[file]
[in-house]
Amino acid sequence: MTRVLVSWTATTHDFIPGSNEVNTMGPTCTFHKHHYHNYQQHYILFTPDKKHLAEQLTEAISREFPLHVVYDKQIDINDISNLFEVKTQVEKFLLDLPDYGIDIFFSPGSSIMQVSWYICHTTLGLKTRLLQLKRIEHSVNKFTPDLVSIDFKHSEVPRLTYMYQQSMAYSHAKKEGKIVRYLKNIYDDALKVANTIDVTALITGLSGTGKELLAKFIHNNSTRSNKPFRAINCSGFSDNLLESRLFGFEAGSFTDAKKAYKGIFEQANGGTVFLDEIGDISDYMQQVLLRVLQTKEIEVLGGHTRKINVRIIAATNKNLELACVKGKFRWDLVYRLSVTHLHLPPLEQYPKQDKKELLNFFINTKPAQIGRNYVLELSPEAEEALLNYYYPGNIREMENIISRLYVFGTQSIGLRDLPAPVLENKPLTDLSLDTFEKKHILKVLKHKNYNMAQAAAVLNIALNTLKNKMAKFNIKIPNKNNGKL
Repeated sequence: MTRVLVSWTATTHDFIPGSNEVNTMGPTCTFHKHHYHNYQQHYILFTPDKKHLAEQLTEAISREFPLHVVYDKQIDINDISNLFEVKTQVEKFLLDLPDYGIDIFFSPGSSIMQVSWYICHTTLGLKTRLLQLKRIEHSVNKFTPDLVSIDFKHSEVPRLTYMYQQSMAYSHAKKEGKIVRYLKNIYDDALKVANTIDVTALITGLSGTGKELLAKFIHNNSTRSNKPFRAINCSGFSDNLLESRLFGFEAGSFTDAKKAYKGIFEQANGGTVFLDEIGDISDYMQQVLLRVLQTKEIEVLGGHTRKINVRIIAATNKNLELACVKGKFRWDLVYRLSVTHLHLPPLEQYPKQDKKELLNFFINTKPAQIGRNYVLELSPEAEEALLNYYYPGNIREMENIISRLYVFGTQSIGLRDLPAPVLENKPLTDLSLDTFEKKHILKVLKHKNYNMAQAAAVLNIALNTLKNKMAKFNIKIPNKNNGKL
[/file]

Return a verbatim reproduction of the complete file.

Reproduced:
[in-house]
Amino acid sequence: MTRVLVSWTATTHDFIPGSNEVNTMGPTCTFHKHHYHNYQQHYILFTPDKKHLAEQLTEAISREFPLHVVYDKQIDINDISNLFEVKTQVEKFLLDLPDYGIDIFFSPGSSIMQVSWYICHTTLGLKTRLLQLKRIEHSVNKFTPDLVSIDFKHSEVPRLTYMYQQSMAYSHAKKEGKIVRYLKNIYDDALKVANTIDVTALITGLSGTGKELLAKFIHNNSTRSNKPFRAINCSGFSDNLLESRLFGFEAGSFTDAKKAYKGIFEQANGGTVFLDEIGDISDYMQQVLLRVLQTKEIEVLGGHTRKINVRIIAATNKNLELACVKGKFRWDLVYRLSVTHLHLPPLEQYPKQDKKELLNFFINTKPAQIGRNYVLELSPEAEEALLNYYYPGNIREMENIISRLYVFGTQSIGLRDLPAPVLENKPLTDLSLDTFEKKHILKVLKHKNYNMAQAAAVLNIALNTLKNKMAKFNIKIPNKNNGKL
Repeated sequence: MTRVLVSWTATTHDFIPGSNEVNTMGPTCTFHKHHYHNYQQHYILFTPDKKHLAEQLTEAISREFPLHVVYDKQIDINDISNLFEVKTQVEKFLLDLPDYGIDIFFSPGSSIMQVSWYICHTTLGLKTRLLQLKRIEHSVNKFTPDLVSIDFKHSEVPRLTYMYQQSMAYSHAKKEGKIVRYLKNIYDDALKVANTIDVTALITGLSGTGKELLAKFIHNNSTRSNKPFRAINCSGFSDNLLESRLFGFEAGSFTDAKKAYKGIFEQANGGTVFLDEIGDISDYMQQVLLRVLQTKEIEVLGGHTRKINVRIIAATNKNLELACVKGKFRWDLVYRLSVTHLHLPPLEQYPKQDKKELLNFFINTKPAQIGRNYVLELSPEAEEALLNYYYPGNIREMENIISRLYVFGTQSIGLRDLPAPVLENKPLTDLSLDTFEKKHILKVLKHKNYNMAQAAAVLNIALNTLKNKMAKFNIKIPNKNNGKL